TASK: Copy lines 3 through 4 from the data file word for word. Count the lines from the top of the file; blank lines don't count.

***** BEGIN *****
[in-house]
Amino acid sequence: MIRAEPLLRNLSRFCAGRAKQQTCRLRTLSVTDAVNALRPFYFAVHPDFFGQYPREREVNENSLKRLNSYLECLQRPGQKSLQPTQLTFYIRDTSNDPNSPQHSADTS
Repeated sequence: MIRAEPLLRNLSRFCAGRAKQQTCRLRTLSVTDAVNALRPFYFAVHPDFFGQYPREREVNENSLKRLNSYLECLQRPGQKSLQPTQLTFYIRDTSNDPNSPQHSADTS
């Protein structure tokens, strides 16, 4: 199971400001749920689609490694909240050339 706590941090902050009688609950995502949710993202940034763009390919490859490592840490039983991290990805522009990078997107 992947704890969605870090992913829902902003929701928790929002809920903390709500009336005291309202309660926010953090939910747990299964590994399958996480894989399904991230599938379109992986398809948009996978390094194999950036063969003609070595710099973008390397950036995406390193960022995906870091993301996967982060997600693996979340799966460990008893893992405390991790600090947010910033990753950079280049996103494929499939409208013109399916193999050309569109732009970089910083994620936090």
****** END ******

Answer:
Repeated sequence: MIRAEPLLRNLSRFCAGRAKQQTCRLRTLSVTDAVNALRPFYFAVHPDFFGQYPREREVNENSLKRLNSYLECLQRPGQKSLQPTQLTFYIRDTSNDPNSPQHSADTS
């Protein structure tokens, strides 16, 4: 199971400001749920689609490694909240050339 706590941090902050009688609950995502949710993202940034763009390919490859490592840490039983991290990805522009990078997107 992947704890969605870090992913829902902003929701928790929002809920903390709500009336005291309202309660926010953090939910747990299964590994399958996480894989399904991230599938379109992986398809948009996978390094194999950036063969003609070595710099973008390397950036995406390193960022995906870091993301996967982060997600693996979340799966460990008893893992405390991790600090947010910033990753950079280049996103494929499939409208013109399916193999050309569109732009970089910083994620936090």